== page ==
An animal model of sport related concussive brain injury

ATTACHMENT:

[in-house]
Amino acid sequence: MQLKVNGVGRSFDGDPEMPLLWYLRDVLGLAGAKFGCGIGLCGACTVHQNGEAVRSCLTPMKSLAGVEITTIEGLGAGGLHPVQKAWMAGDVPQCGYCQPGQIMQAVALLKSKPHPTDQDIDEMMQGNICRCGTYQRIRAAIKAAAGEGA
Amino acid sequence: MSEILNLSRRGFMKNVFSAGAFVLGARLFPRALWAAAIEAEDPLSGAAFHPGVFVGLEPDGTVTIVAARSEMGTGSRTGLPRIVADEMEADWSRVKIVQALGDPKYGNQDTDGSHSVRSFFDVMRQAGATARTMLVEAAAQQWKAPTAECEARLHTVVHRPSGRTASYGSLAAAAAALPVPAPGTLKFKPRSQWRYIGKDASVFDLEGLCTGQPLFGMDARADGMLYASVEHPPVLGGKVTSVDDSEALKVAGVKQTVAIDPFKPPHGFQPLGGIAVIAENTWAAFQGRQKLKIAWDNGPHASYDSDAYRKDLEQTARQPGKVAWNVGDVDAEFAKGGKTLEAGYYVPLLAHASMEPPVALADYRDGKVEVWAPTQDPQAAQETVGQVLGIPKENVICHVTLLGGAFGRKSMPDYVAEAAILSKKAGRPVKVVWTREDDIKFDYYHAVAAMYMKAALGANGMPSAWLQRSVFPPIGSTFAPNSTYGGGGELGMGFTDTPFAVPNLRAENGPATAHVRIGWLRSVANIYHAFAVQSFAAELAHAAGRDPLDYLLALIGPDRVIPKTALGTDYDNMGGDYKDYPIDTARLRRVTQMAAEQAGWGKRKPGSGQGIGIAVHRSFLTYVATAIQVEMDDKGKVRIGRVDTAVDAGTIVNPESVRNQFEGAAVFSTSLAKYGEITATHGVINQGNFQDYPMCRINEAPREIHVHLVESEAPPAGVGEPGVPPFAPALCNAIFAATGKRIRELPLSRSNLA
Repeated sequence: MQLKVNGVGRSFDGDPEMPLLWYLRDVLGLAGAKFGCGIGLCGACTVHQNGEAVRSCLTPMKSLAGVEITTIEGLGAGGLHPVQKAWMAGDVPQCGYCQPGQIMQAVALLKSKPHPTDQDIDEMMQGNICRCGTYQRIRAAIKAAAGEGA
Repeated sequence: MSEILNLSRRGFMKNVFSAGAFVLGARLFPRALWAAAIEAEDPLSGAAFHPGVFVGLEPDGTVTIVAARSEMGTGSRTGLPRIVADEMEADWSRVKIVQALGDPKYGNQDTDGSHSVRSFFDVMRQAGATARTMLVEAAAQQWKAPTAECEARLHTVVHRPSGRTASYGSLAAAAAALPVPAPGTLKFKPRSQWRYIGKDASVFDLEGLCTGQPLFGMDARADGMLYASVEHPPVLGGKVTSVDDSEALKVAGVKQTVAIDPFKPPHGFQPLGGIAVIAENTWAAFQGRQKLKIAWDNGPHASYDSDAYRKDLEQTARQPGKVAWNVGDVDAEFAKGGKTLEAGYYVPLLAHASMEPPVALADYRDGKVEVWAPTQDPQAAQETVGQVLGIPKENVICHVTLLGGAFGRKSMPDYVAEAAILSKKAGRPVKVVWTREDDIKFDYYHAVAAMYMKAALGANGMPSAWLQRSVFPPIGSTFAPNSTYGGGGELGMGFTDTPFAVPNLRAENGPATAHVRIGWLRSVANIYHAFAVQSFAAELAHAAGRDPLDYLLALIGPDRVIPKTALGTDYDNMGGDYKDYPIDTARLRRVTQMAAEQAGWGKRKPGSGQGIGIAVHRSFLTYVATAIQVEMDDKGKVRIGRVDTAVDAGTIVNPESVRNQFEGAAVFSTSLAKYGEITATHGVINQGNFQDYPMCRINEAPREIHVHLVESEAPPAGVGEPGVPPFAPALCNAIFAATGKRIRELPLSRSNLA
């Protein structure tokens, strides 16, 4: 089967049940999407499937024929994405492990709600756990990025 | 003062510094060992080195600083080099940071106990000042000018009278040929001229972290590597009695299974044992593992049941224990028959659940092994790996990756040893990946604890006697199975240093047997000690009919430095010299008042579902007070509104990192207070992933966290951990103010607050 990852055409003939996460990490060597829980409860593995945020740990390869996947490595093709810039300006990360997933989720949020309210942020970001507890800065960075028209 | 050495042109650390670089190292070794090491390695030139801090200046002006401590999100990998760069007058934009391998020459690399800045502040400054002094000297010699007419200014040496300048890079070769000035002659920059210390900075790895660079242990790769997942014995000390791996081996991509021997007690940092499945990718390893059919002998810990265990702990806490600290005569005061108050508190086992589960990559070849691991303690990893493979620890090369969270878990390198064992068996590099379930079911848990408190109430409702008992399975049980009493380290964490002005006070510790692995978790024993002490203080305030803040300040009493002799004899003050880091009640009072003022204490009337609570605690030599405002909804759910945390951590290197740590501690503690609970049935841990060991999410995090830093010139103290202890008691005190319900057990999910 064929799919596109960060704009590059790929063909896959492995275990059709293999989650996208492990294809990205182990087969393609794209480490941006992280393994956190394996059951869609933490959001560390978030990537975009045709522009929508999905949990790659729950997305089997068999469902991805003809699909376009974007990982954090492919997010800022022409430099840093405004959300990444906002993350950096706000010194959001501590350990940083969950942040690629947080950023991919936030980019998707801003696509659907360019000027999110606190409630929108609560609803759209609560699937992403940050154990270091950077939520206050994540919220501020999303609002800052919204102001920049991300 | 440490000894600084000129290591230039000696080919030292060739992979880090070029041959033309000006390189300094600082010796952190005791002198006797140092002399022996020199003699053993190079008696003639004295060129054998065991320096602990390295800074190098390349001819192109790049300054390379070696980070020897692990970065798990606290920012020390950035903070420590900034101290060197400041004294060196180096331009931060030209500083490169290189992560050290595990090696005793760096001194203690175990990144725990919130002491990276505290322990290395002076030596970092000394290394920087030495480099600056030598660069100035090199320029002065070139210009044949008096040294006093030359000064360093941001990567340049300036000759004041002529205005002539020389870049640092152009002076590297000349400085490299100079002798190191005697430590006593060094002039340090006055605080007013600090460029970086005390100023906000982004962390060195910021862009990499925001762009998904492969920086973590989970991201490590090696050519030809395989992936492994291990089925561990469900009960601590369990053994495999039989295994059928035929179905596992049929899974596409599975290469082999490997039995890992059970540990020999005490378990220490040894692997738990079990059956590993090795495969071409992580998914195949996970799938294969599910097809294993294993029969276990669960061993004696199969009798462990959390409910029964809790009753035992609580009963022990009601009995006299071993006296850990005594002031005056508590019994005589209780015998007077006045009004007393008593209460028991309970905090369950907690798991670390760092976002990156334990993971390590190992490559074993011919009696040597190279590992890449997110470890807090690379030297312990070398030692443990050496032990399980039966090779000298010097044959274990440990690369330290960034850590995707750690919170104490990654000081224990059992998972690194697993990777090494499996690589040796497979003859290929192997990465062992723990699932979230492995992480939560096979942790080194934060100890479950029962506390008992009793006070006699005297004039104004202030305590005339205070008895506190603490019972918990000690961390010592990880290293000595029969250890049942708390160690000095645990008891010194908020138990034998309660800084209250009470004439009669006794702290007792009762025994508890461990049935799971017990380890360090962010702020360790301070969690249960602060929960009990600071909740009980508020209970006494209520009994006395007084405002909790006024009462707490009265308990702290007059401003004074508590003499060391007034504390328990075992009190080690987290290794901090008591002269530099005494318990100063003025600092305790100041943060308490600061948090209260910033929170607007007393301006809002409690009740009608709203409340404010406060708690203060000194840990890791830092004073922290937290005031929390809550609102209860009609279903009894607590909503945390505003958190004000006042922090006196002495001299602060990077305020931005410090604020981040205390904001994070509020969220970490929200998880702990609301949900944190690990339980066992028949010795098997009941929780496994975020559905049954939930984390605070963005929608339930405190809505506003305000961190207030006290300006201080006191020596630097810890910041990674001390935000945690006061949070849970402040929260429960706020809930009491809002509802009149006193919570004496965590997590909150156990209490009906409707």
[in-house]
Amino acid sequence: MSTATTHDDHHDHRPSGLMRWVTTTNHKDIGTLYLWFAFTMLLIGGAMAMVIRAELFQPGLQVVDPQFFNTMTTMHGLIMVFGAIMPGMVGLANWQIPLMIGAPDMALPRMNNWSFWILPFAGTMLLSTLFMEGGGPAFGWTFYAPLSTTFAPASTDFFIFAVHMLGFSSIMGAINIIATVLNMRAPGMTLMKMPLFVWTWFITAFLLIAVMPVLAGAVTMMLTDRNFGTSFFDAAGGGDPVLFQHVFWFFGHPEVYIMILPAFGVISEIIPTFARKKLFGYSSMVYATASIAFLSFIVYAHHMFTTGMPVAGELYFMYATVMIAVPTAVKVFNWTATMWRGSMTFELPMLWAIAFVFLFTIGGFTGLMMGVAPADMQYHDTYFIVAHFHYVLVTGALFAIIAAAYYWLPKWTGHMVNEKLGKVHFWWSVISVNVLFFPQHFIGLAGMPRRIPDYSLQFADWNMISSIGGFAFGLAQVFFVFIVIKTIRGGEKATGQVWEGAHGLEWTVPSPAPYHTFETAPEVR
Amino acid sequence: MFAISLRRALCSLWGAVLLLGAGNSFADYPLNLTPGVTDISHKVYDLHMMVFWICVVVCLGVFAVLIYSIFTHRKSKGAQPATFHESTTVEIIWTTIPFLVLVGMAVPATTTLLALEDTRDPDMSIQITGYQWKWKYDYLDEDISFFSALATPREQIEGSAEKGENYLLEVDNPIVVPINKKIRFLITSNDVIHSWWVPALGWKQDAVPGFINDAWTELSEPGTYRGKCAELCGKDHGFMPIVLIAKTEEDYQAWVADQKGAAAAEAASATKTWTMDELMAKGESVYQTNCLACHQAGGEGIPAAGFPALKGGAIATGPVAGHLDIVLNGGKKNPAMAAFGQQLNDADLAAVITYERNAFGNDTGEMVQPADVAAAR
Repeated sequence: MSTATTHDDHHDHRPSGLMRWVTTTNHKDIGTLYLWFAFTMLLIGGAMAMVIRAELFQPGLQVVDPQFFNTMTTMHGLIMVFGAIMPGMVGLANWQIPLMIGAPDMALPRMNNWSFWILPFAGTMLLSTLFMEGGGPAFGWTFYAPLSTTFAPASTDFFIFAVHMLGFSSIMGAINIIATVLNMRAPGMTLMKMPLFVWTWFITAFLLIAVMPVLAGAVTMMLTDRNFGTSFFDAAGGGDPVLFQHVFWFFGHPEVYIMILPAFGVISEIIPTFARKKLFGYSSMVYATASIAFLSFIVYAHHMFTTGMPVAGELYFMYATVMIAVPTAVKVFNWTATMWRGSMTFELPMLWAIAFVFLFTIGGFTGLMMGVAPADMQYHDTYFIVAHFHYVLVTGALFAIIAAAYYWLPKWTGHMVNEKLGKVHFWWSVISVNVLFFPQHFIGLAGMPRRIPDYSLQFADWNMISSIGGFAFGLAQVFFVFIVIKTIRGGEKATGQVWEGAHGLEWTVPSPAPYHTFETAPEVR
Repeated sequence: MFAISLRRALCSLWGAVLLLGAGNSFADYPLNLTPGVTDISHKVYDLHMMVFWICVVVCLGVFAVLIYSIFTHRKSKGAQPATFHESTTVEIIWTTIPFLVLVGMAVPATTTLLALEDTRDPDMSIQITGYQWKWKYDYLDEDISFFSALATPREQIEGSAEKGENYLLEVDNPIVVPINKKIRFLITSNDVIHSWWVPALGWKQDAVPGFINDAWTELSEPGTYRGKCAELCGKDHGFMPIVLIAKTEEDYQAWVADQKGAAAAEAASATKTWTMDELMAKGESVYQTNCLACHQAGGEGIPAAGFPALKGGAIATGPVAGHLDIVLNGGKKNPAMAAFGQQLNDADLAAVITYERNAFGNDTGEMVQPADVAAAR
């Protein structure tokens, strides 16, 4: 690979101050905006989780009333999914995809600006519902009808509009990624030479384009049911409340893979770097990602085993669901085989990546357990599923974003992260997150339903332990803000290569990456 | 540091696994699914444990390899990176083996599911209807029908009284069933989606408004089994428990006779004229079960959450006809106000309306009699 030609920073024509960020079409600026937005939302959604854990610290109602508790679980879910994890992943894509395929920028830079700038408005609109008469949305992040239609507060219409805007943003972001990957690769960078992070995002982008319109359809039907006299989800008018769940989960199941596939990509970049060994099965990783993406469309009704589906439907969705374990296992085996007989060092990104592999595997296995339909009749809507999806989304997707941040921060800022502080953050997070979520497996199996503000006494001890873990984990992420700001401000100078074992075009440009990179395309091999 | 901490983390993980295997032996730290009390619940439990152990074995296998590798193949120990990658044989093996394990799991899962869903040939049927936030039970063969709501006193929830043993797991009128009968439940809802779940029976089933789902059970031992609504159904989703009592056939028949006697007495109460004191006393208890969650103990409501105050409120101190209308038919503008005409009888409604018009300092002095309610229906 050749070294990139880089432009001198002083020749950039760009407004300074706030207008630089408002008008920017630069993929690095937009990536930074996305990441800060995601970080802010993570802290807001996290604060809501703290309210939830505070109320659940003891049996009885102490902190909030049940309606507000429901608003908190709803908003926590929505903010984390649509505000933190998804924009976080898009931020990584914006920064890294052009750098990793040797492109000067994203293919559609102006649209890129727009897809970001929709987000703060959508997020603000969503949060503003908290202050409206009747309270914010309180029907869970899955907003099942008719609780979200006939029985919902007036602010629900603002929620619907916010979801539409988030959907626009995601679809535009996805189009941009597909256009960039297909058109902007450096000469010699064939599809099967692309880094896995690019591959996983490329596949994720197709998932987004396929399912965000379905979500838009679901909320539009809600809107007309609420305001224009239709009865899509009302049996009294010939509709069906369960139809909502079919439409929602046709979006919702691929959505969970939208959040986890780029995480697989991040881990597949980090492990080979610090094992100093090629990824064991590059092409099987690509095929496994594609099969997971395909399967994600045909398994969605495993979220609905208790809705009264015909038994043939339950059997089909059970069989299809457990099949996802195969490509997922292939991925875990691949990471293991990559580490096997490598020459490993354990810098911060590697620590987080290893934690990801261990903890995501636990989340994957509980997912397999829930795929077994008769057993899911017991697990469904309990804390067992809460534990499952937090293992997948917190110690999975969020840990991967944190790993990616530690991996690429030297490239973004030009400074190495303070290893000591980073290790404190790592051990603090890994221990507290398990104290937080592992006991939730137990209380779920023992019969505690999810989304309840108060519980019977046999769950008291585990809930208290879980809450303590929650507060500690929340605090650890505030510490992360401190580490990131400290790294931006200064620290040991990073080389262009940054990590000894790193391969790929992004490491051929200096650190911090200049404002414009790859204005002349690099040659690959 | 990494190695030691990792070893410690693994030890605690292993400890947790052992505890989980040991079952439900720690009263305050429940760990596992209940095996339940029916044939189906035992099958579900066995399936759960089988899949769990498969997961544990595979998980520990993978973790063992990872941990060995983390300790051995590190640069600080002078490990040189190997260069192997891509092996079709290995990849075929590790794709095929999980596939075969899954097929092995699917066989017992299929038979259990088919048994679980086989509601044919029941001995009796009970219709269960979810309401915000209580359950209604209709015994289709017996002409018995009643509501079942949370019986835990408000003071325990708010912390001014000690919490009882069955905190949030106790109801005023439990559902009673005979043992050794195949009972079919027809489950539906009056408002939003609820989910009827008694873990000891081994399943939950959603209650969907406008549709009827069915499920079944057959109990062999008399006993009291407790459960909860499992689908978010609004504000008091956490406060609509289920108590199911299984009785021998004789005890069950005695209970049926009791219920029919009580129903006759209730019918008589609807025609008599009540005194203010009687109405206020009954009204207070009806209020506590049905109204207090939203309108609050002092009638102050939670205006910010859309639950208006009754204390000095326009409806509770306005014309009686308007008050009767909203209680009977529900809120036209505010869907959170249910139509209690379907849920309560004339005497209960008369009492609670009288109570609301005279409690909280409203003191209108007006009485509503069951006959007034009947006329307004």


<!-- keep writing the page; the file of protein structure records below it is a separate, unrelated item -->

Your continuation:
Abstract: A new animal model for concussion of the type seen in professional football was developed, since current animal models did not simulate these conditions. The model is characterized by a high velocity-low mass impact to the head of a freely moving object. Structural damages and functional effects of the model have been investigated. Paper I describes the rat model. A pneumatically driven projectile impacted the temporal region of the head. A 50 g projectile matches the concussions in football players scaled to the rat. Exposures were also performed with a 100 g impactor. The pressure accelerated the projectile to velocities of 7.4 m/s, 9.3 m/s and 11.2 m/s. The head was protected with a padded aluminum helmet. A small accelerometer was attached on the opposite side of the head, inline with the impact, for recording the acceleration of the head. Rats were exposed to a single or repeated (3, with 6 hour intervals) impacts and were sacrificed 1, 4 or 10 days later. Peak head acceleration, ?V, duration and energy transfer were determined. Brains were perfused and surface injuries identified. Skull fractures were never found. Impact velocity and head ?V and acceleration were within 1% and 3% of the target. In paper II, neuronal injury was assessed with immunohistochemistry for NF-200, the heaviest neurofilament subunit, and GFAP, an intermediate filament protein in astrocytes. Hemorrhages were visualized with unspecific peroxidase. NF-200 immunoreactivity was accumulated in neuronal perikarya and was reduced in the axons 10 days after impact. Reactive astrocytes were found in the midline regions of the cerebral cortex and periventricularly. Erythrocyte-loaded blood capillaries indicated brain edema in regions of the cerebral cortex, brain stem and cerebellum. A single impact at 7.4 and 9.3 m/s with the 50 g projectile resulted in minimal neuronal injury and astrocytosis. Repeated impacts with the 100 g projectile at 11.2 m/s and 9.3 m/s led to injury bilaterally in the cerebral cortex, subcortical white matter, hippocampus CA1, corpus callosum and the striatum. The pattern of injury is suggestive of Diffuse Neuronal Injury (DAI). In paper III, cognitive function and exploratory behavior were investigated following repeated head impacts. Rats were trained daily for 6 days in the Morris Water Maze. The time of latency to find a hidden platform was reduced from 50 secs on day 1 to 15 secs on day 6. They were then exposed with the 50 g or the 100 g projectile at 9.3 or 11.2 m/s. Spontaneous exploratory activity was assessed with the open field test 2-4 days and 1 and 2 weeks after impacts with the 50 g projectile at 9.3 and 11.2 m/s. The results showed that rats exposed at 11.2 m/s (x3) with the 50 g projectile or 9.3 m/s (x3) and 11.2 m/s (x2) with the 100 g projectile had a significantly increased time of latency to the platform, while those exposed with the 50 g at 9.3 m/s did not differ from the controls. Rats impacted with 50 g (x3) at 9.3 or 11.2 m/s showed a significant decrease in spontaneous exploratory activity. In conclusion, the model fulfilled the conditions of concussion in the freely moving animal, without preparatory surgery, still with good reproducibility. Some aspects of the neuropathology and functional effects were investigated and both showed dose-response effects. The functional changes were cognitive deficits and reduced exploratory activity. Key words: Animal model, football, concussion, brain injury, neuropathology, cognitive function. ISBN Gothenburg 2008

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